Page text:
Fishflies: Nuisance or Cause for Celebration?
They may be irritating and stinky, but around Anchor Bay they represent summertime and a popular festival kicking off this week.
Massive swarms of fishflies in the New Baltimore area this time of year are a nuisance or cause for celebration–depending upon how you view them.
Thousands of the aquatic insects, less commonly known as mayflies, seem to come out of nowhere to invade the lakefront. But their presence can also represent healthy water quality.
Adult fishflies usually live for about a day. During their short time on land, they molt, mate and lay eggs, according to the Columbia Encyclopedia online.
Lacking a developed mouth, adults do not feed during their lifespan. But, they are a source of food for fish and play an important role in the food chain, according to the U.S. Environmental Protection Agency.
New Baltimore 'bugs out' with pride
As the only known festival in the nation to honor the insects, Bay-Rama Fishfly Festival in downtown New Baltimore will kick off this week and run June 22-26.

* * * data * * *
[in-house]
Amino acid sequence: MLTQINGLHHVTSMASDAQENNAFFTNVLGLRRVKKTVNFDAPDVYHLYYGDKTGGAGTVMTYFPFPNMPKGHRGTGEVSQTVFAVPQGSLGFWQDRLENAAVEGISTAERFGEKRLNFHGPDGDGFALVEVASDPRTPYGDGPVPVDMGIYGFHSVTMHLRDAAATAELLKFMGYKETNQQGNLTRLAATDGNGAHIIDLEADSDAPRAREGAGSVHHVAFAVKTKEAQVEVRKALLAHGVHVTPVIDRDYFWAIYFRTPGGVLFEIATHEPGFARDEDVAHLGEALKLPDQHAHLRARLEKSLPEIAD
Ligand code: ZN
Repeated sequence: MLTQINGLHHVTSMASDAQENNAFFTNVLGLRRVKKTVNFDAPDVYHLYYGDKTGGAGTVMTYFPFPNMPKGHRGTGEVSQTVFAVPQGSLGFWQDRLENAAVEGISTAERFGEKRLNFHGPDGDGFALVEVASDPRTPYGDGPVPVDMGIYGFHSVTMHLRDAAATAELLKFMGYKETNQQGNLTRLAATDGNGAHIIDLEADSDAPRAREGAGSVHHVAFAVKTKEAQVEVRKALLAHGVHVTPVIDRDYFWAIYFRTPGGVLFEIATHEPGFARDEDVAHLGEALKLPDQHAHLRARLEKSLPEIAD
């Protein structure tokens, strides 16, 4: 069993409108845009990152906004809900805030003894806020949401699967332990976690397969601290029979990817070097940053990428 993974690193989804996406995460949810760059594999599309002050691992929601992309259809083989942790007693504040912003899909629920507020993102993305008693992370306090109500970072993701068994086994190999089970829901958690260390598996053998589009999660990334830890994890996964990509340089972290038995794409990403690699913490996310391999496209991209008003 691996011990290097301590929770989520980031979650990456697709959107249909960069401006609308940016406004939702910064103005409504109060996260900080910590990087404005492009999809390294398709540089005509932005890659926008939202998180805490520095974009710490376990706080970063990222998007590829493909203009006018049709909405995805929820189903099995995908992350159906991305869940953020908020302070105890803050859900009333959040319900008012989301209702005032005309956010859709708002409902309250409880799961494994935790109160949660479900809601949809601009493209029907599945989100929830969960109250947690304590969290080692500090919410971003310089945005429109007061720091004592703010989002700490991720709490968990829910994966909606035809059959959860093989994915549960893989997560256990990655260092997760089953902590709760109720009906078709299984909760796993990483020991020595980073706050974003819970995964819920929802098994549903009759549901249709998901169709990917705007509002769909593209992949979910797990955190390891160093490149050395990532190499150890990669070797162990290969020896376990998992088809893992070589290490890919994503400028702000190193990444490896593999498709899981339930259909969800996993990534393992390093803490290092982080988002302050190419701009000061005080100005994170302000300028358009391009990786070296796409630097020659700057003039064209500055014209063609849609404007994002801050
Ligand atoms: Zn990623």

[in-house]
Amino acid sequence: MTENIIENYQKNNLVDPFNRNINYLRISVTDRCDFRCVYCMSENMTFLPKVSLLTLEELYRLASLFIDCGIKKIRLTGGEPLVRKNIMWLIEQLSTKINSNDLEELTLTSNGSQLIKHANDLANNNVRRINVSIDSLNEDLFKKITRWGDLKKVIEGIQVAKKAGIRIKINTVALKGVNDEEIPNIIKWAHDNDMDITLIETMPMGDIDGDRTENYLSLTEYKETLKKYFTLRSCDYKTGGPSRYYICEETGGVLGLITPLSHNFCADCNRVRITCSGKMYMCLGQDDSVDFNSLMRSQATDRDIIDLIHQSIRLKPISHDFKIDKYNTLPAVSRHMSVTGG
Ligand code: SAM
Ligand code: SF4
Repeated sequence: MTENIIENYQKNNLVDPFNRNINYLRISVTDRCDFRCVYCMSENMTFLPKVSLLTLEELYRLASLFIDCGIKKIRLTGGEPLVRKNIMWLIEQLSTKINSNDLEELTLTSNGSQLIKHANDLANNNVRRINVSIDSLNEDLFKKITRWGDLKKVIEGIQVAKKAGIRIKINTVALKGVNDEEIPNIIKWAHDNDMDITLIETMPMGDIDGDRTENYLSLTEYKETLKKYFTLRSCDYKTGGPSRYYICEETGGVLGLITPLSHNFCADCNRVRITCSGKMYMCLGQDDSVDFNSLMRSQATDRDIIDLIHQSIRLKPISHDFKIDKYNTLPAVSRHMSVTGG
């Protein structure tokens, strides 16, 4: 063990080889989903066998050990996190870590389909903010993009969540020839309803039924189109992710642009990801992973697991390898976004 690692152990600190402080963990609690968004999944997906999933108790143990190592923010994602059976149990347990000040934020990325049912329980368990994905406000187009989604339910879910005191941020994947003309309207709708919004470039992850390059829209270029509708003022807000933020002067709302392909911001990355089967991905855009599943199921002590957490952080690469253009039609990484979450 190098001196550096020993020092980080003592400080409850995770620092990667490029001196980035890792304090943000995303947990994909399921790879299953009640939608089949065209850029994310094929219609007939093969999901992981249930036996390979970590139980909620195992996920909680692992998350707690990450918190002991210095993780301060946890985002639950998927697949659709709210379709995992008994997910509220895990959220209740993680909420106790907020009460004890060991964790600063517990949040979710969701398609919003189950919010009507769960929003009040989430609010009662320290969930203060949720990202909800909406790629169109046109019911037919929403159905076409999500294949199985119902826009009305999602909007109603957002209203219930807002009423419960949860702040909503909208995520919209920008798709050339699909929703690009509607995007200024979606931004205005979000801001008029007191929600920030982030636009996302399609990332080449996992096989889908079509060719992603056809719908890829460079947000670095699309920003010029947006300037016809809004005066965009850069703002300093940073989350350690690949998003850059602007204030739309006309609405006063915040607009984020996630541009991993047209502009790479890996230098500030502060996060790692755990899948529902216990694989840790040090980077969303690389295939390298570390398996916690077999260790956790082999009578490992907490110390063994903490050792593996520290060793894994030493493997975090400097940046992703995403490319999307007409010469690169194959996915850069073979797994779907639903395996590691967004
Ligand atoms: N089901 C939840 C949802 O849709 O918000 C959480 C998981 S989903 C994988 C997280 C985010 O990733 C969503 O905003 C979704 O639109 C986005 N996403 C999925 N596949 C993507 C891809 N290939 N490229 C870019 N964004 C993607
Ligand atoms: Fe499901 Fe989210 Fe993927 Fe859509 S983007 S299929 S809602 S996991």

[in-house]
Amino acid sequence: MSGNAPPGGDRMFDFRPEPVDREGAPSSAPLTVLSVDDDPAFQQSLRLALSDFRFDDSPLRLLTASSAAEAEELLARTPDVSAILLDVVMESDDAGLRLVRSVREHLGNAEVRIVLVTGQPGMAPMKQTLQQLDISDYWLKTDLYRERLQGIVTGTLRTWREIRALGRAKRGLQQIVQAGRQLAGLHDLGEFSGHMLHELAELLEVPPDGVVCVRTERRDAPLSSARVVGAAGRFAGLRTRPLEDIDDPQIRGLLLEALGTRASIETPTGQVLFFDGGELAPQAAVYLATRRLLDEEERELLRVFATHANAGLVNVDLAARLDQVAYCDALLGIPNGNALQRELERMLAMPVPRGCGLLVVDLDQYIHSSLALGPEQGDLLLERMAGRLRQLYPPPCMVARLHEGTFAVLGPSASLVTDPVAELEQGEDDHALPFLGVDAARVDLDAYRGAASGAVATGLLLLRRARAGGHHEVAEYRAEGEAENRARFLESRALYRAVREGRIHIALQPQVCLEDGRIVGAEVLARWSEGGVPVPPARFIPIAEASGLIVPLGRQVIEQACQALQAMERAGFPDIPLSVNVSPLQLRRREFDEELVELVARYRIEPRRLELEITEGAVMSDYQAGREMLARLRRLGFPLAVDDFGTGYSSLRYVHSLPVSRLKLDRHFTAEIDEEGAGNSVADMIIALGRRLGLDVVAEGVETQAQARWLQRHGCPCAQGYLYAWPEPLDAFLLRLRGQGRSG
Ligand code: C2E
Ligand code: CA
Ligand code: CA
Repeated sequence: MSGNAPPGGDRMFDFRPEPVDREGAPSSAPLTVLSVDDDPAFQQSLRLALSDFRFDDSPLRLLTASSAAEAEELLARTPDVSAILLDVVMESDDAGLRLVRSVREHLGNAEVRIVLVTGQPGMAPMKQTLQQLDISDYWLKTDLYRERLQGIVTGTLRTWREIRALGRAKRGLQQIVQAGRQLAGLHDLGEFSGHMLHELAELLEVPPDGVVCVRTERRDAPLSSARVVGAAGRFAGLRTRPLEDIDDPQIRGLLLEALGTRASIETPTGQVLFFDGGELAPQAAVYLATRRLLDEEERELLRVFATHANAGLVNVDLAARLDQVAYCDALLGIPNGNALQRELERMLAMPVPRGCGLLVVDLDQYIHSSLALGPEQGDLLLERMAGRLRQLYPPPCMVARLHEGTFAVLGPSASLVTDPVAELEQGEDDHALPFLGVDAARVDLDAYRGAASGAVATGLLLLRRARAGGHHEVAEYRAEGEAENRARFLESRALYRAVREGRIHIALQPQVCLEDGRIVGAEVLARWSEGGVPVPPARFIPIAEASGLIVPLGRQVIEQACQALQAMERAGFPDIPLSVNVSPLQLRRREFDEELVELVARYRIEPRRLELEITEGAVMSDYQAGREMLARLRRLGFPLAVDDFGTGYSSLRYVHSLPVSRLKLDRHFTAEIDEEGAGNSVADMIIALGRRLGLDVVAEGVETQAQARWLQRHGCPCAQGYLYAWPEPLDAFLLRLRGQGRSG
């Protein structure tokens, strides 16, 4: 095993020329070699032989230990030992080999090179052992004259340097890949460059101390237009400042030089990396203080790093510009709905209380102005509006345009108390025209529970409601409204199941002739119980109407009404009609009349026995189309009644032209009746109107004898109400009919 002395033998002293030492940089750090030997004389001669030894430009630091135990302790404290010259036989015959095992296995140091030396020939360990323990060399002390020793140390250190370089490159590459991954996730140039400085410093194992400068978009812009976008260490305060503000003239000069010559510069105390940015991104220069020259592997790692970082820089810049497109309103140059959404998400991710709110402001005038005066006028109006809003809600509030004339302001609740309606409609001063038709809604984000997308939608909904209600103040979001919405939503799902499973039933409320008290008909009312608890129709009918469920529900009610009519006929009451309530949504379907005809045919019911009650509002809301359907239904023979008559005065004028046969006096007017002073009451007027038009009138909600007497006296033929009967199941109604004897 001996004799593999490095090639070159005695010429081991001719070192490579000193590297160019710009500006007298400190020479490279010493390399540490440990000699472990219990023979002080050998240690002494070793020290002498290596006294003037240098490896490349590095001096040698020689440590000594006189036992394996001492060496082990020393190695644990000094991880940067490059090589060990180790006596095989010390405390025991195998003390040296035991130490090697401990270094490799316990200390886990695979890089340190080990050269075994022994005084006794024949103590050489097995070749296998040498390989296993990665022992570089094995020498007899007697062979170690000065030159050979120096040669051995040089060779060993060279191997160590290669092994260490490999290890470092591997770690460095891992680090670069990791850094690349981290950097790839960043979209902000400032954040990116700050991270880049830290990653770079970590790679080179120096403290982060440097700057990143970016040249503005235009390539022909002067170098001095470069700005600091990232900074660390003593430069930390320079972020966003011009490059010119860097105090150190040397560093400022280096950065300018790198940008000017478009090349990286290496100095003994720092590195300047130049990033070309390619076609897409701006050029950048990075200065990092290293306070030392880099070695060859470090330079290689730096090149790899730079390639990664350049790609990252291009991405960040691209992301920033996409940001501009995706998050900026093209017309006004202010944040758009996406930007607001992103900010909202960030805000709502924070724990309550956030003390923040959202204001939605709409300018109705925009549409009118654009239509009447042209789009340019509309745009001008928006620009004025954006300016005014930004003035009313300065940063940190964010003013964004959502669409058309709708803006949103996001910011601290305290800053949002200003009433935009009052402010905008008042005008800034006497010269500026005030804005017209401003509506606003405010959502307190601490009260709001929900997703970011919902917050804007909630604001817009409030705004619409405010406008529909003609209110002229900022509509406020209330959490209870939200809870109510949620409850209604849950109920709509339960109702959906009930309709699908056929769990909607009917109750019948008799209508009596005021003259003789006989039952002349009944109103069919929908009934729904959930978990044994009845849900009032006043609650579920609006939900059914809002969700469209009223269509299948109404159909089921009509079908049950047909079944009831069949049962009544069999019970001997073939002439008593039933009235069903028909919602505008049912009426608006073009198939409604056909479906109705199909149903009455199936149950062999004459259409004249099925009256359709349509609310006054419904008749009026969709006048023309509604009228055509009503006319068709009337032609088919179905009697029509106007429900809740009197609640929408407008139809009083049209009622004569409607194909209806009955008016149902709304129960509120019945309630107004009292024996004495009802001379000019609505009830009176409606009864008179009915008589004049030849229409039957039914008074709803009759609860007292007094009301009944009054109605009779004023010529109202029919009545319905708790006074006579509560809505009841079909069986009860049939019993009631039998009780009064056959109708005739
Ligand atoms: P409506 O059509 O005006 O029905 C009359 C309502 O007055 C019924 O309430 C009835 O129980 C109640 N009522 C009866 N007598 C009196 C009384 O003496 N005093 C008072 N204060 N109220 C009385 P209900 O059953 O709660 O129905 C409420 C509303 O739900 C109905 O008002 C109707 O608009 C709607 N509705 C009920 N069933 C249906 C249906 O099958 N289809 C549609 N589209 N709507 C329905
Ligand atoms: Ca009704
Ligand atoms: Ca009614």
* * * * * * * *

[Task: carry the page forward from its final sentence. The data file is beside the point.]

“(The festival has its name) because it’s put on at the time the fishflies are out, and we celebrate them,” said Cheryl Hepp, parade co-chairwoman for Bay-Rama.
While Hepp acknowledged the presence of fishflies in other Michigan cities, she said New Baltimore seems to get more than its fair share of the smelly insects.
“For some reason, our waters are conducive to it,” she said. “When you have a lot of fishflies it means the water is better and cleaner, and we have so many of them, which might be because of the shallow water we have.”